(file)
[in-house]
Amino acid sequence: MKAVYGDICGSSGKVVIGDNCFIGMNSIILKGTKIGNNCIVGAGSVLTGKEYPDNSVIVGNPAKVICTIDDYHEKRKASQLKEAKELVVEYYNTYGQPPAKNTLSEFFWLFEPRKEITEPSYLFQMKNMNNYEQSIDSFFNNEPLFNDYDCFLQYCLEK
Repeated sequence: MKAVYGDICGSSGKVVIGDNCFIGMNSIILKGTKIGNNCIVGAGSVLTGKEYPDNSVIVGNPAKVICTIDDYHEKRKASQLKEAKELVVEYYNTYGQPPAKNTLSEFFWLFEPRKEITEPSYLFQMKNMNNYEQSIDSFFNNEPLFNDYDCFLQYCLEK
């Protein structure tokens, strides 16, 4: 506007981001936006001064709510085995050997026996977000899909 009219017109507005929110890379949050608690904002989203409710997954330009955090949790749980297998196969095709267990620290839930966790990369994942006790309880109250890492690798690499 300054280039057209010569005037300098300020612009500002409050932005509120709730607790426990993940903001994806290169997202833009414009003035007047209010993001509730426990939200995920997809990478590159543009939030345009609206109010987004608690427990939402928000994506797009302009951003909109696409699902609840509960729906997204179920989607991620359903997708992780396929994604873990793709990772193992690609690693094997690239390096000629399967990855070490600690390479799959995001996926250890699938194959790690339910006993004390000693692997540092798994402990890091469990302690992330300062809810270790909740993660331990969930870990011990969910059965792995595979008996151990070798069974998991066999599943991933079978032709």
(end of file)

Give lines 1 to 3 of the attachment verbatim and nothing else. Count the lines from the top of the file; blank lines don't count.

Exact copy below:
[in-house]
Amino acid sequence: MKAVYGDICGSSGKVVIGDNCFIGMNSIILKGTKIGNNCIVGAGSVLTGKEYPDNSVIVGNPAKVICTIDDYHEKRKASQLKEAKELVVEYYNTYGQPPAKNTLSEFFWLFEPRKEITEPSYLFQMKNMNNYEQSIDSFFNNEPLFNDYDCFLQYCLEK
Repeated sequence: MKAVYGDICGSSGKVVIGDNCFIGMNSIILKGTKIGNNCIVGAGSVLTGKEYPDNSVIVGNPAKVICTIDDYHEKRKASQLKEAKELVVEYYNTYGQPPAKNTLSEFFWLFEPRKEITEPSYLFQMKNMNNYEQSIDSFFNNEPLFNDYDCFLQYCLEK